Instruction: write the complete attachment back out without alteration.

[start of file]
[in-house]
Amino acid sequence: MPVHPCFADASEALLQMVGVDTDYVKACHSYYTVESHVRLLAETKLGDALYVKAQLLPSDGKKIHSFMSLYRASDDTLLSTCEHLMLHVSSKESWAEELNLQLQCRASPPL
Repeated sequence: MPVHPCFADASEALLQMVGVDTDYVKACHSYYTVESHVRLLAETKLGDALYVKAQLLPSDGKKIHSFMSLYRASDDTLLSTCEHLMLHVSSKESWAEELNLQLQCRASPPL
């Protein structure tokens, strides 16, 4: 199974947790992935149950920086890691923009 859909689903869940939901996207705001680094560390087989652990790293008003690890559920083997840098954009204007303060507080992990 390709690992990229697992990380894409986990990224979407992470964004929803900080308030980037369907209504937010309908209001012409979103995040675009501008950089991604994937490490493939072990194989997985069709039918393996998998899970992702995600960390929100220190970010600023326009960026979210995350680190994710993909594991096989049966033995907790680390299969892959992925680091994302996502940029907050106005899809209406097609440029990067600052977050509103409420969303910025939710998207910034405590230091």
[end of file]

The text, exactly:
[in-house]
Amino acid sequence: MPVHPCFADASEALLQMVGVDTDYVKACHSYYTVESHVRLLAETKLGDALYVKAQLLPSDGKKIHSFMSLYRASDDTLLSTCEHLMLHVSSKESWAEELNLQLQCRASPPL
Repeated sequence: MPVHPCFADASEALLQMVGVDTDYVKACHSYYTVESHVRLLAETKLGDALYVKAQLLPSDGKKIHSFMSLYRASDDTLLSTCEHLMLHVSSKESWAEELNLQLQCRASPPL
């Protein structure tokens, strides 16, 4: 199974947790992935149950920086890691923009 859909689903869940939901996207705001680094560390087989652990790293008003690890559920083997840098954009204007303060507080992990 390709690992990229697992990380894409986990990224979407992470964004929803900080308030980037369907209504937010309908209001012409979103995040675009501008950089991604994937490490493939072990194989997985069709039918393996998998899970992702995600960390929100220190970010600023326009960026979210995350680190994710993909594991096989049966033995907790680390299969892959992925680091994302996502940029907050106005899809209406097609440029990067600052977050509103409420969303910025939710998207910034405590230091």